'With or without Zuma, I will make my findings': Raymond Zondo
Deputy chief justice Raymond Zondo says the state capture commission will make findings and recommendations regardless of whether former president Jacob Zuma appears before it to give his side of the story.
Zondo said at a media briefing on Thursday that it would be “preferable” to hear Zuma's testimony as he was head of state when state capture allegedly happened.
Even if Zuma did not make an appearance, the commission would make findings, he added.
Zuma has twice called in sick when he was meant to appear before the commission — late in 2019 and again this month.
“I believe that it will be important for the commission to hear what he knows about all the allegations relating to state capture that the commission has heard but if ultimately he does not appear, the commission will wrap up its work ... and make its findings,” said Zondo.
“Obviously, it would be preferable for the commission to have heard evidence from implicated persons and he [Zuma] was the head of state and certain allegations have been made in regard to him.
“If for whatever reason we were to finish without him appearing, I will make my findings based on the evidence of everyone else.”
Zondo applied to the high court for an extension of the commission's lifespan to be extended to December 2020.
The commission is meant to end next month but Zondo remains hopeful that the extension will be granted, particularly after being informed by the state attorney's office that there was no objection to his application for an extension.
The deputy chief justice also defended his commission against criticism that it was a waste of taxpayers' money.
Said Zondo: “People who say this commission is a waste of time, people are entitled to their opinions to take whatever view they take. I believe this is a very important commission.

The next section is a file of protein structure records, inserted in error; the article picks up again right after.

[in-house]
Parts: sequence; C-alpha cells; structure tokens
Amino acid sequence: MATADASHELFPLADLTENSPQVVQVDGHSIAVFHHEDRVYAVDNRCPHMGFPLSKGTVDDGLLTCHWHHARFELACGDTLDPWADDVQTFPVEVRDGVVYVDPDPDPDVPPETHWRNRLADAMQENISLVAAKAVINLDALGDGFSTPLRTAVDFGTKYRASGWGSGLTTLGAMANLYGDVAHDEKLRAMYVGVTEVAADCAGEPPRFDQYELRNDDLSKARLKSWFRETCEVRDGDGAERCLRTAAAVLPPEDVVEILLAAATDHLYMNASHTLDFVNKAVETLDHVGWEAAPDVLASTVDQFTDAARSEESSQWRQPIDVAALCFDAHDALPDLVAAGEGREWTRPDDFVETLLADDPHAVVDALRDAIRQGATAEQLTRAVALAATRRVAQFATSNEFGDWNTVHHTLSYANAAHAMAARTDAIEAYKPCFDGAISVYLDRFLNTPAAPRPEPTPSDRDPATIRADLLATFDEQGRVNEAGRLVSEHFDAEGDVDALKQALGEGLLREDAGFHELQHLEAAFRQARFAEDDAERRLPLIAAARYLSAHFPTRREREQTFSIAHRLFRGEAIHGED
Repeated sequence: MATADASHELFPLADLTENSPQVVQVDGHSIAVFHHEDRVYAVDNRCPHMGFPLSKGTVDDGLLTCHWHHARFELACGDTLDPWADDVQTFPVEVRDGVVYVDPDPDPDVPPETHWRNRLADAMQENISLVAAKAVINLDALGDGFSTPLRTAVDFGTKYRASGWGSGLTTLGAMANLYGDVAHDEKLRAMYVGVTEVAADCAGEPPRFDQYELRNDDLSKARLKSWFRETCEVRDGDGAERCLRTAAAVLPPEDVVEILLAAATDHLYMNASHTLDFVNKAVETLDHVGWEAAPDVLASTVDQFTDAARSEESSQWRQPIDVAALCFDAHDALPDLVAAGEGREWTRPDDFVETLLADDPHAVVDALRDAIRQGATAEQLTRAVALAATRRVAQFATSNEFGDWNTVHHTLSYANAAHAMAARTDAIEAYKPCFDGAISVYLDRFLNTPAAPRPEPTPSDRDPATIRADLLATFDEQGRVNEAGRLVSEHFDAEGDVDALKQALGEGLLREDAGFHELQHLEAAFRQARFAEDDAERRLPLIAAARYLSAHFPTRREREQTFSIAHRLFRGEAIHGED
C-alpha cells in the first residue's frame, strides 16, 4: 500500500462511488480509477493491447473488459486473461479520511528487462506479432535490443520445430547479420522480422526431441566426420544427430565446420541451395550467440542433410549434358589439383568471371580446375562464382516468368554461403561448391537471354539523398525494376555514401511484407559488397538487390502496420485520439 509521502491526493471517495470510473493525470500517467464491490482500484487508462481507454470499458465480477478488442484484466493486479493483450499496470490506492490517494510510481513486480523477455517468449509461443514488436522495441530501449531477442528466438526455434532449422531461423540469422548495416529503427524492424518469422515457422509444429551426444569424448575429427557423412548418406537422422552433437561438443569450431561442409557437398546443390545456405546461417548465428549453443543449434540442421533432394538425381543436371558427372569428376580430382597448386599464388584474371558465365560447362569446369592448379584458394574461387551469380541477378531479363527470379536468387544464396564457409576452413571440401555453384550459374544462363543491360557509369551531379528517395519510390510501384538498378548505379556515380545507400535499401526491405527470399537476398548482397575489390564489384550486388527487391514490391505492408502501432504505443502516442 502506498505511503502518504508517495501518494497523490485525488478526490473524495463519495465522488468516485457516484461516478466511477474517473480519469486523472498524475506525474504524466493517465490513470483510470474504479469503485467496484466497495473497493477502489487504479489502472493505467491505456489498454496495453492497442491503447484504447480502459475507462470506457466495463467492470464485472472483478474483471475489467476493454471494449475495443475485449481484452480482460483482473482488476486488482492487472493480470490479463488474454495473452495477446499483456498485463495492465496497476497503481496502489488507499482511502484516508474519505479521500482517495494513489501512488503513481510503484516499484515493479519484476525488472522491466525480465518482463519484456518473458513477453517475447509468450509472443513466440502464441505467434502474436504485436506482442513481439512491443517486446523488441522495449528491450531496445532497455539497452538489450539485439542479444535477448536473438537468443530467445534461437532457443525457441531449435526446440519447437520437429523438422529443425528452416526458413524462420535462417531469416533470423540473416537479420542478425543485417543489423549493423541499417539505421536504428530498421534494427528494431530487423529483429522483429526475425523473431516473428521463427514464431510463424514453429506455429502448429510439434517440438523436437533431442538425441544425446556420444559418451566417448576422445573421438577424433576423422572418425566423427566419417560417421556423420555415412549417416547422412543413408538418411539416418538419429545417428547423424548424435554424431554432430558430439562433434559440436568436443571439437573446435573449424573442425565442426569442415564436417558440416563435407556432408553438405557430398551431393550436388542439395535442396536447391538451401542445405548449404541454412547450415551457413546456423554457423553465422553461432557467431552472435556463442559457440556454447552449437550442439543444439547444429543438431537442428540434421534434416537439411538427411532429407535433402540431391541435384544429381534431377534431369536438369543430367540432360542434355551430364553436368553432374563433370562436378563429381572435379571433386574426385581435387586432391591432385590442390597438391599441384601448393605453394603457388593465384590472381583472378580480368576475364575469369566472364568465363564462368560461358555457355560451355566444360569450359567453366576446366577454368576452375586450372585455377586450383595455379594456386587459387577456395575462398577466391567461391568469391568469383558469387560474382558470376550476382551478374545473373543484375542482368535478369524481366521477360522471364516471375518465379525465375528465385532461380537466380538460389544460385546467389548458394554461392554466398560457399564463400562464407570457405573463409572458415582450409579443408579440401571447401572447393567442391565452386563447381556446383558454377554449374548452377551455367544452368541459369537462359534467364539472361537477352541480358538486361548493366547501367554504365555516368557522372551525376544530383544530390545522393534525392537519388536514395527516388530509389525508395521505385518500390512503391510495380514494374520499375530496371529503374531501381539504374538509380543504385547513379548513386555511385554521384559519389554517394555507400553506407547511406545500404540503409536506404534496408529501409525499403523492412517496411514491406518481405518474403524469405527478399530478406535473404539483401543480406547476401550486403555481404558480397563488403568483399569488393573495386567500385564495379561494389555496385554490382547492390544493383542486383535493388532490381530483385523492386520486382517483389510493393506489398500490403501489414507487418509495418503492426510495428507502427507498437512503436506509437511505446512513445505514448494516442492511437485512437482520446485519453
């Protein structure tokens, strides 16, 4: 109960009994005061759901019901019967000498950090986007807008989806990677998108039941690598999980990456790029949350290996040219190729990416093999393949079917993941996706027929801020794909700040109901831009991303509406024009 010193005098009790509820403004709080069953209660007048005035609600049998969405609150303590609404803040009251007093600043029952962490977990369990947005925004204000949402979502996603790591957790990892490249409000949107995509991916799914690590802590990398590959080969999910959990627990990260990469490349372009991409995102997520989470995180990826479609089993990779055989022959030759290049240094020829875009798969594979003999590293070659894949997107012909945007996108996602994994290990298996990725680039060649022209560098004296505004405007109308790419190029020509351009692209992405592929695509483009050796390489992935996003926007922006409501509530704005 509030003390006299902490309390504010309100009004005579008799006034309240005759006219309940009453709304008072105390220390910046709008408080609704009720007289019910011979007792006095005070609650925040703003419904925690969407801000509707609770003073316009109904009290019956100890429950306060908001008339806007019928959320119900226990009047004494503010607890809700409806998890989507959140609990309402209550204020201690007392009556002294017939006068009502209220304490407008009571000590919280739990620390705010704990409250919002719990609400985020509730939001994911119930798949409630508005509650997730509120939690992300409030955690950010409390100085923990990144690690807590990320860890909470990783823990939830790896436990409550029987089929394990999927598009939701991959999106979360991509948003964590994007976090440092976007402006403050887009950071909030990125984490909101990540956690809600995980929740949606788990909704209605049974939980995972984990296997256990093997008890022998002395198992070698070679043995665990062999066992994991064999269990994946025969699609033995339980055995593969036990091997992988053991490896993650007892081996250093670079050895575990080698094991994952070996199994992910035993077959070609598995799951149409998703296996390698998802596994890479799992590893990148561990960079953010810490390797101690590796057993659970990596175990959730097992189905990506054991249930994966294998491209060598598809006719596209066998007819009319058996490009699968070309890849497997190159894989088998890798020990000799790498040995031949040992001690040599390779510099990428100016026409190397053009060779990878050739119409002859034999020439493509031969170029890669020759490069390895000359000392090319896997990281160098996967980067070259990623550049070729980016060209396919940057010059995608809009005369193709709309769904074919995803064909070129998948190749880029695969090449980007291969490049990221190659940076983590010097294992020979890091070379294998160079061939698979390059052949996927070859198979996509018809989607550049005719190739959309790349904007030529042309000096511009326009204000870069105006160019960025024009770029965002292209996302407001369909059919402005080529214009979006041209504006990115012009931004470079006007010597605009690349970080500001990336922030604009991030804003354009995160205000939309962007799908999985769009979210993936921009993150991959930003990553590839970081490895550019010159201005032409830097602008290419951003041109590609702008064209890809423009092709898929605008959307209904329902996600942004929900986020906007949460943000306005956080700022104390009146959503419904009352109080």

“I think it has done its job reasonably well, I do not think that we are perfect because we are not but we do our best to do this job as well as we can.
“If there was no commission that did this job, then the message would be people can engage in all kinds of corruption and they can get away with it and that would be a very wrong message,” he went on.
“If this commission was not there, then those who have done wrong things may well come back and continue because they will know that in this country you can do whatever and there will be no consequences.”
Zondo added that granting Zuma's request not to appear due to illness was not him being soft but treating Zuma with respect and dignity, as with all witnesses.
“I have sought to treat him [Zuma] as I treat everybody. I do not think there are implicated witnesses to whom I am soft. If I dealt with him in a certain way, there would be others who say I am singling him out,” said Zondo.
So far, the Zondo commission has heard evidence from more than 150 witnesses.
Transcripts of the evidence led runs to 27,000 pages while exhibits and statements were more than 450,000 pages.
“So there is a lot of work the commission has done and it is important that issues of state capture can be finalised so the public knows what really happened,” said Zondo.